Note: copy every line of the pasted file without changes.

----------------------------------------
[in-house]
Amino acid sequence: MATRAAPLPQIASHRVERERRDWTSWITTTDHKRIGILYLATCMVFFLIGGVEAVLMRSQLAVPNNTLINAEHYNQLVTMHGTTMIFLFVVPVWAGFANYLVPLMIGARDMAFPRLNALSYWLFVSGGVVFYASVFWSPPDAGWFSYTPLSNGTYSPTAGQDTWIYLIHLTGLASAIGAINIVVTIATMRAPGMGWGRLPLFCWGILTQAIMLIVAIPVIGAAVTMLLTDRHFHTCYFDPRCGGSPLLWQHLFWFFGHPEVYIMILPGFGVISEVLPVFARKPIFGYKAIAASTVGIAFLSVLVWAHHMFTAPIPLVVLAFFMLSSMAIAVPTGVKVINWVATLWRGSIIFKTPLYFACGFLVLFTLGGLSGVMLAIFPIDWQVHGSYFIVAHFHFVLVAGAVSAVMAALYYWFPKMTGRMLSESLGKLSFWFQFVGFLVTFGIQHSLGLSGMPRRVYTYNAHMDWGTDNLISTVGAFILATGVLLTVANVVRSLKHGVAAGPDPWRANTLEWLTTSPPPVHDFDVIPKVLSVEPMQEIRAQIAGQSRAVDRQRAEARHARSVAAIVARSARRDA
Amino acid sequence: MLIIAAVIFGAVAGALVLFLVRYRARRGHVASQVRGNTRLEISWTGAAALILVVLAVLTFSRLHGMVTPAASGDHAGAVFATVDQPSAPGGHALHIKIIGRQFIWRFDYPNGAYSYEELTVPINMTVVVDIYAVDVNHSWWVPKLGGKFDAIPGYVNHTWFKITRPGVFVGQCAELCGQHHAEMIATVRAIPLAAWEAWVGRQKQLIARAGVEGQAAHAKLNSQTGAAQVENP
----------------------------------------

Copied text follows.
[in-house]
Amino acid sequence: MATRAAPLPQIASHRVERERRDWTSWITTTDHKRIGILYLATCMVFFLIGGVEAVLMRSQLAVPNNTLINAEHYNQLVTMHGTTMIFLFVVPVWAGFANYLVPLMIGARDMAFPRLNALSYWLFVSGGVVFYASVFWSPPDAGWFSYTPLSNGTYSPTAGQDTWIYLIHLTGLASAIGAINIVVTIATMRAPGMGWGRLPLFCWGILTQAIMLIVAIPVIGAAVTMLLTDRHFHTCYFDPRCGGSPLLWQHLFWFFGHPEVYIMILPGFGVISEVLPVFARKPIFGYKAIAASTVGIAFLSVLVWAHHMFTAPIPLVVLAFFMLSSMAIAVPTGVKVINWVATLWRGSIIFKTPLYFACGFLVLFTLGGLSGVMLAIFPIDWQVHGSYFIVAHFHFVLVAGAVSAVMAALYYWFPKMTGRMLSESLGKLSFWFQFVGFLVTFGIQHSLGLSGMPRRVYTYNAHMDWGTDNLISTVGAFILATGVLLTVANVVRSLKHGVAAGPDPWRANTLEWLTTSPPPVHDFDVIPKVLSVEPMQEIRAQIAGQSRAVDRQRAEARHARSVAAIVARSARRDA
Amino acid sequence: MLIIAAVIFGAVAGALVLFLVRYRARRGHVASQVRGNTRLEISWTGAAALILVVLAVLTFSRLHGMVTPAASGDHAGAVFATVDQPSAPGGHALHIKIIGRQFIWRFDYPNGAYSYEELTVPINMTVVVDIYAVDVNHSWWVPKLGGKFDAIPGYVNHTWFKITRPGVFVGQCAELCGQHHAEMIATVRAIPLAAWEAWVGRQKQLIARAGVEGQAAHAKLNSQTGAAQVENP